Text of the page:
Brooklyn is no longer up and coming; it’s arrived. Consider these stops mandatory on any tour of the borough....
Brooklyn is no longer up and coming; it’s arrived. Consider these stops mandatory on any tour of the borough.
Yes, you need to visit a cemetery. This 478-acre National Historical Landmark nestled between Prospect and Sunset Parks was founded in 1838 and is New York City's answer to Paris' Père Lachaise. Legends such as Jean-Michel Basquiat, Leonard Bernstein, Horace Greeley and William "Boss" Tweed are buried there. The Green-Wood Historic Fund hosts an array of walking tours, concerts, book lectures, exhibits and other educational activities, but you can do a self-guided stroll or hop on a trolley to learn about the cemetery's history and get a good view of the green monk parakeets that have been nesting there since the '60s. With its hills, valleys, glacial ponds and paths, and one of the largest collections of 19th and 20th century statuary and mausoleums, it feels unexpectedly celebratory.
INFO: 718-210-3080, green-wood.com
Brooklyn Flea and Smorgasburg
Imagine a place where you could sample dozens of homemade foods by local artisans -- doughnuts, bagels, granola, mustards, pickles, pulled pork sandwiches, sliders, sausages, grilled cheese, and chocolates -- all while shopping for antiques, furniture, vintage clothing, handcrafted jewelry, art and more. You've arrived at Brooklyn Flea and Smorgasburg, where, since 2008, hundreds of intrepid vendors and food makers gather every week. Held in DUMBO (80 Pearl St.) and Industry City (241 37th St.), indoors in winter and out in the sunshine in summer (with bars serving cocktails and craft beers), it's a destination with a simple formula: shop, eat, drink.
The Brooklyn Museum is the second-largest art museum in New York after the Metropolitan Museum of Art, which is reason enough to visit. But it also houses one of the most impressive collections of ancient Egyptian art as well as works by Georgia O'Keeffe, John Singer Sargent and George Bellows. Special exhibitions explore the world far and near.
INFO: Closed Mondays and Tuesdays, admission $16, ages 19 and under free, 718-638-5000, brooklynmuseum.org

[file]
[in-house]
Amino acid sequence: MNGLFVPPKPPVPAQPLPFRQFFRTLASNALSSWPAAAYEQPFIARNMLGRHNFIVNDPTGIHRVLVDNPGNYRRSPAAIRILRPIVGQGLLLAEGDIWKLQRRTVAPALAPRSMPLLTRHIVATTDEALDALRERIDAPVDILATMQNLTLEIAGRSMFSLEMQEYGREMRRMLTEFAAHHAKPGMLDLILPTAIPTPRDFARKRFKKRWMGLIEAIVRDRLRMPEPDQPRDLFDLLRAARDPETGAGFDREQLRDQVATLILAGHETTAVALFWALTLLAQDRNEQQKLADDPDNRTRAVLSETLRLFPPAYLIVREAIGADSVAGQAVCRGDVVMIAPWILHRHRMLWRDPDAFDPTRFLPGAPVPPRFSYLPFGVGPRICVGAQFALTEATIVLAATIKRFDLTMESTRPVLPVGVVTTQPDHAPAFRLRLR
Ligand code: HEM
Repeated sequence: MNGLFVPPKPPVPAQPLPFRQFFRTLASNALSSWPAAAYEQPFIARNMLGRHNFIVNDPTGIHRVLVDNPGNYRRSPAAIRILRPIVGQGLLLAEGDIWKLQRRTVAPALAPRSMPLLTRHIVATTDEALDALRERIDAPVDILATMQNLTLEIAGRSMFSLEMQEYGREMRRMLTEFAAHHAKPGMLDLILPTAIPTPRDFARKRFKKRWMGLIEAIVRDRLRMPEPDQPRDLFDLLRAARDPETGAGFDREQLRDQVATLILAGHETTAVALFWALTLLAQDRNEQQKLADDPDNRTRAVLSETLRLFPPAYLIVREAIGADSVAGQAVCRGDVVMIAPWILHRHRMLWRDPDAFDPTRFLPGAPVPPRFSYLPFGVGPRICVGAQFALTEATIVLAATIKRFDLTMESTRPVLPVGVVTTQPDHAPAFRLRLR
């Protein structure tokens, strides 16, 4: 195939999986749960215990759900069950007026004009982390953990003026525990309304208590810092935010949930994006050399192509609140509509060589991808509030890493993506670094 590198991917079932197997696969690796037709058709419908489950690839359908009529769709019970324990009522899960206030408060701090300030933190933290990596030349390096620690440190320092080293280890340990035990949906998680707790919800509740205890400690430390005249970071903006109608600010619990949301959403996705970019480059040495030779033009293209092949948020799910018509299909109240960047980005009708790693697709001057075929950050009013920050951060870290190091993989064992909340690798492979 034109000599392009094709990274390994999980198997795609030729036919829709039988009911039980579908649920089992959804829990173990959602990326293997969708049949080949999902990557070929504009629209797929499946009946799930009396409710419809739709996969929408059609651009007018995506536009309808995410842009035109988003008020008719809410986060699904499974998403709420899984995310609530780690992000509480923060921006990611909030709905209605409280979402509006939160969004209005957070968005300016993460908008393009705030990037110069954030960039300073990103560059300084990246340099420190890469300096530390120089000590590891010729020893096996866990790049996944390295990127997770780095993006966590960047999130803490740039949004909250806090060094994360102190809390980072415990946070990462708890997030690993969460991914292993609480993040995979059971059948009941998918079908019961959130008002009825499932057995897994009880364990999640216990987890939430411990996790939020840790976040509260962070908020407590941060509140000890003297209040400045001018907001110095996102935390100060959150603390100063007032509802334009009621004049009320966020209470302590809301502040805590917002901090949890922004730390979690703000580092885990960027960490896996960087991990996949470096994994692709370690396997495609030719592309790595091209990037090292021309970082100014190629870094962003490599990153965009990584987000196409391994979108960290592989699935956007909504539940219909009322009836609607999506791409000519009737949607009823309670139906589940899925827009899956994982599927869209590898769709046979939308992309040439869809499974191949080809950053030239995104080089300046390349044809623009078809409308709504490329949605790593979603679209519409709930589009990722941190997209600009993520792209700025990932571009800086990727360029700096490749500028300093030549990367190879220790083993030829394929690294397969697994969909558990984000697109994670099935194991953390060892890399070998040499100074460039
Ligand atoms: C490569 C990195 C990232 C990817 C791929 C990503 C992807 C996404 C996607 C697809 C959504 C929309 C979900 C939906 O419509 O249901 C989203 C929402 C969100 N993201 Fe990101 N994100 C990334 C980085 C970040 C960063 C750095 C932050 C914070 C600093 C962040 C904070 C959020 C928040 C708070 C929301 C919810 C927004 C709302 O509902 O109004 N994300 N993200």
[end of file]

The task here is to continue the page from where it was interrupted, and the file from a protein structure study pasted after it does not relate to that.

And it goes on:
Brooklyn Bridge Park
This stretch of revitalized industrial waterfront running from the Manhattan Bridge to the Brooklyn Bridge appeals to kids and grown-ups alike. Dotted with playgrounds, meadows for picnicking and frolicking, concessions from local businesses such as Ample Hills Creamery, Luke's Lobster, Lizzmonade, Pilot and Fornino, the Park also boasts sand volleyball, full court basketball, kayaking, swimming in the pop-up pool (equipped with locker rooms, sandy beach and tiki bar and grill) and roller skating. Not to mention Jane's Carousel, an impeccably restored merry-go-round that dates to 1922, overlooking the water and housed in a clear glass pavilion designed by Pritzker-Prize winning French architect Jean Nouvel. BBP's spring highlights include The Ed Center, with a 10' scale model of Brooklyn Bridge Park and the park's 250-gallon aquarium filled with critters from the East River and ping pong tables at Pier 2.
Eat in Williamsburg
The Brooklyn restaurant scene has mushroomed all over the borough, but Williamsburg may have more terrific restaurants, block by block, than any other neighborhood. An ideal day of eating would begin with breakfast at Egg (109 N 3rd St.; 718-302-5151, eggrestaurant.com) followed by a coffee at Blue Bottle (160 Berry St.; 510-653-3394); lunch at American spot Diner (81 Broadway; 718-486-3077, dinernyc.com); a handmade cocktail at Lemon's on the roof at the Wythe Hotel (80 Wythe Ave.; 718-460-8006, lemonsbk.com ) followed by a bottle of bubbly and an icy tray of oysters from the expansive raw bar at Maison Premiere (298 Bedford Ave, 347-335-0446, maisonpremiere.com) or steaks at St. Anselm (355 Metropolitan Ave., 347-335-0446, stanselm.net).